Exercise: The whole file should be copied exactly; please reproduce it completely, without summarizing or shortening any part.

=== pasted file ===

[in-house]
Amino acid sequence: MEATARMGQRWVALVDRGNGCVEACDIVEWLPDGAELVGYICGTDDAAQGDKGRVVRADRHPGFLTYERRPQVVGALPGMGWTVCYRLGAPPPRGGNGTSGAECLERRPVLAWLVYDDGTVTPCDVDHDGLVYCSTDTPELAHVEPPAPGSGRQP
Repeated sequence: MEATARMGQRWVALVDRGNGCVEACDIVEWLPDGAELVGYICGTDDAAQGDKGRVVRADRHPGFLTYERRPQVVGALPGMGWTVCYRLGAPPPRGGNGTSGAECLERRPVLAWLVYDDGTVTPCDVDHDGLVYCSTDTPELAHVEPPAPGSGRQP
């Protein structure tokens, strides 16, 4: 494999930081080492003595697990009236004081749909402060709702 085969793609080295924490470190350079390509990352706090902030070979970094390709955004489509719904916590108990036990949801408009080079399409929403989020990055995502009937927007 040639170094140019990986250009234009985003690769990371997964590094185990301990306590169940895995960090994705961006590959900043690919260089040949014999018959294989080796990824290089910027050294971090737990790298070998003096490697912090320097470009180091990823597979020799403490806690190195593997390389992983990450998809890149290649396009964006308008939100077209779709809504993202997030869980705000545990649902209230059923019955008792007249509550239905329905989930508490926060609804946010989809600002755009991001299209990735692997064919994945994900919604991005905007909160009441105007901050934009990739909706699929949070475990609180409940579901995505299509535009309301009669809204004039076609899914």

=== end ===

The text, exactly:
[in-house]
Amino acid sequence: MEATARMGQRWVALVDRGNGCVEACDIVEWLPDGAELVGYICGTDDAAQGDKGRVVRADRHPGFLTYERRPQVVGALPGMGWTVCYRLGAPPPRGGNGTSGAECLERRPVLAWLVYDDGTVTPCDVDHDGLVYCSTDTPELAHVEPPAPGSGRQP
Repeated sequence: MEATARMGQRWVALVDRGNGCVEACDIVEWLPDGAELVGYICGTDDAAQGDKGRVVRADRHPGFLTYERRPQVVGALPGMGWTVCYRLGAPPPRGGNGTSGAECLERRPVLAWLVYDDGTVTPCDVDHDGLVYCSTDTPELAHVEPPAPGSGRQP
């Protein structure tokens, strides 16, 4: 494999930081080492003595697990009236004081749909402060709702 085969793609080295924490470190350079390509990352706090902030070979970094390709955004489509719904916590108990036990949801408009080079399409929403989020990055995502009937927007 040639170094140019990986250009234009985003690769990371997964590094185990301990306590169940895995960090994705961006590959900043690919260089040949014999018959294989080796990824290089910027050294971090737990790298070998003096490697912090320097470009180091990823597979020799403490806690190195593997390389992983990450998809890149290649396009964006308008939100077209779709809504993202997030869980705000545990649902209230059923019955008792007249509550239905329905989930508490926060609804946010989809600002755009991001299209990735692997064919994945994900919604991005905007909160009441105007901050934009990739909706699929949070475990609180409940579901995505299509535009309301009669809204004039076609899914």